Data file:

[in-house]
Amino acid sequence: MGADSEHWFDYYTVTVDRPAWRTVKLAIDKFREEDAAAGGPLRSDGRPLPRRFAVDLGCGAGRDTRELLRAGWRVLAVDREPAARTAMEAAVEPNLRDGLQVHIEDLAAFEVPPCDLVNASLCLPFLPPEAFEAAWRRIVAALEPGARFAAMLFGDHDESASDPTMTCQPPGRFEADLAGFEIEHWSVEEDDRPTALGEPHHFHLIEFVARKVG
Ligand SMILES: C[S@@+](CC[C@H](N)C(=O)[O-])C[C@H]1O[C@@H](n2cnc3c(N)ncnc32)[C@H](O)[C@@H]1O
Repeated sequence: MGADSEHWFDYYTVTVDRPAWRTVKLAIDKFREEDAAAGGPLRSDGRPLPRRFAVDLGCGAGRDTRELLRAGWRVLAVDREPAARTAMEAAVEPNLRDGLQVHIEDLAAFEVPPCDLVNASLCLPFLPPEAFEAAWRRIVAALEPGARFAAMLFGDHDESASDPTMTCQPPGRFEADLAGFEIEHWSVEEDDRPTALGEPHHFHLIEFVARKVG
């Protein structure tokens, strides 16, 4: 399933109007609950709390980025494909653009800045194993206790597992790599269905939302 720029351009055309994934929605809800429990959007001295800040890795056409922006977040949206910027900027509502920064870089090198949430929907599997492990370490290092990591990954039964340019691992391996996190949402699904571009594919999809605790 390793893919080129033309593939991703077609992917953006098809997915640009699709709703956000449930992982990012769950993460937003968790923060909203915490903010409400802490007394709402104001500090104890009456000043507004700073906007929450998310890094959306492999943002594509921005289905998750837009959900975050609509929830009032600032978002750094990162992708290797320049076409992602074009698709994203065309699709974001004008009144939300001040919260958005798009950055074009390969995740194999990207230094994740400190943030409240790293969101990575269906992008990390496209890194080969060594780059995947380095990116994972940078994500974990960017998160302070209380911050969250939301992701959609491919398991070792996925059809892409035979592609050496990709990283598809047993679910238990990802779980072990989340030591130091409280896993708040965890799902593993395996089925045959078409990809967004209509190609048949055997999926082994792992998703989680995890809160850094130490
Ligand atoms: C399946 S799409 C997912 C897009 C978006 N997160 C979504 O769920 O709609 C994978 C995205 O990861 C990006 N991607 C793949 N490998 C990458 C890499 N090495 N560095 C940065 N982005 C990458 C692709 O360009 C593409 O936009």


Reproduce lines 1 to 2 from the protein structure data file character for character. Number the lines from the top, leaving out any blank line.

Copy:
[in-house]
Amino acid sequence: MGADSEHWFDYYTVTVDRPAWRTVKLAIDKFREEDAAAGGPLRSDGRPLPRRFAVDLGCGAGRDTRELLRAGWRVLAVDREPAARTAMEAAVEPNLRDGLQVHIEDLAAFEVPPCDLVNASLCLPFLPPEAFEAAWRRIVAALEPGARFAAMLFGDHDESASDPTMTCQPPGRFEADLAGFEIEHWSVEEDDRPTALGEPHHFHLIEFVARKVG